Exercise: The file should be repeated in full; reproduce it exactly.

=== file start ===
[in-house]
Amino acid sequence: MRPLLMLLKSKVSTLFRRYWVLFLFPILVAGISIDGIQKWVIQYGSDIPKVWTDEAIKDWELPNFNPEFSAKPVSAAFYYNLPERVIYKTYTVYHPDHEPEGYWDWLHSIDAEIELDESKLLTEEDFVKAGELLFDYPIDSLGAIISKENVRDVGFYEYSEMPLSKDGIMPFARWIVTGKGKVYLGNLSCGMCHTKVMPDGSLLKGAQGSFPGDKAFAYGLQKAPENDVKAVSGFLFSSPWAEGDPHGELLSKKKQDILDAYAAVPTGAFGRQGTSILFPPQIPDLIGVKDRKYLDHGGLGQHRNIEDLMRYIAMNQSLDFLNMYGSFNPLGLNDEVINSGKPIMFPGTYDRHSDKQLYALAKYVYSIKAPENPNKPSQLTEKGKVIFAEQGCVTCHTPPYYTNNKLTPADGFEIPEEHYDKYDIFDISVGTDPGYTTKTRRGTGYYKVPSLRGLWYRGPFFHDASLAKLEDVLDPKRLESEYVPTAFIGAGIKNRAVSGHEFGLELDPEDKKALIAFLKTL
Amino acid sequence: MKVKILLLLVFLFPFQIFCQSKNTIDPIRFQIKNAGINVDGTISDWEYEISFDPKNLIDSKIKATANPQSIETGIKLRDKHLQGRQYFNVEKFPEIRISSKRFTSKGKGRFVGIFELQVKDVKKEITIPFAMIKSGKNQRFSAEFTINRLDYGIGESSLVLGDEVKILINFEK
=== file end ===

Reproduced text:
[in-house]
Amino acid sequence: MRPLLMLLKSKVSTLFRRYWVLFLFPILVAGISIDGIQKWVIQYGSDIPKVWTDEAIKDWELPNFNPEFSAKPVSAAFYYNLPERVIYKTYTVYHPDHEPEGYWDWLHSIDAEIELDESKLLTEEDFVKAGELLFDYPIDSLGAIISKENVRDVGFYEYSEMPLSKDGIMPFARWIVTGKGKVYLGNLSCGMCHTKVMPDGSLLKGAQGSFPGDKAFAYGLQKAPENDVKAVSGFLFSSPWAEGDPHGELLSKKKQDILDAYAAVPTGAFGRQGTSILFPPQIPDLIGVKDRKYLDHGGLGQHRNIEDLMRYIAMNQSLDFLNMYGSFNPLGLNDEVINSGKPIMFPGTYDRHSDKQLYALAKYVYSIKAPENPNKPSQLTEKGKVIFAEQGCVTCHTPPYYTNNKLTPADGFEIPEEHYDKYDIFDISVGTDPGYTTKTRRGTGYYKVPSLRGLWYRGPFFHDASLAKLEDVLDPKRLESEYVPTAFIGAGIKNRAVSGHEFGLELDPEDKKALIAFLKTL
Amino acid sequence: MKVKILLLLVFLFPFQIFCQSKNTIDPIRFQIKNAGINVDGTISDWEYEISFDPKNLIDSKIKATANPQSIETGIKLRDKHLQGRQYFNVEKFPEIRISSKRFTSKGKGRFVGIFELQVKDVKKEITIPFAMIKSGKNQRFSAEFTINRLDYGIGESSLVLGDEVKILINFEK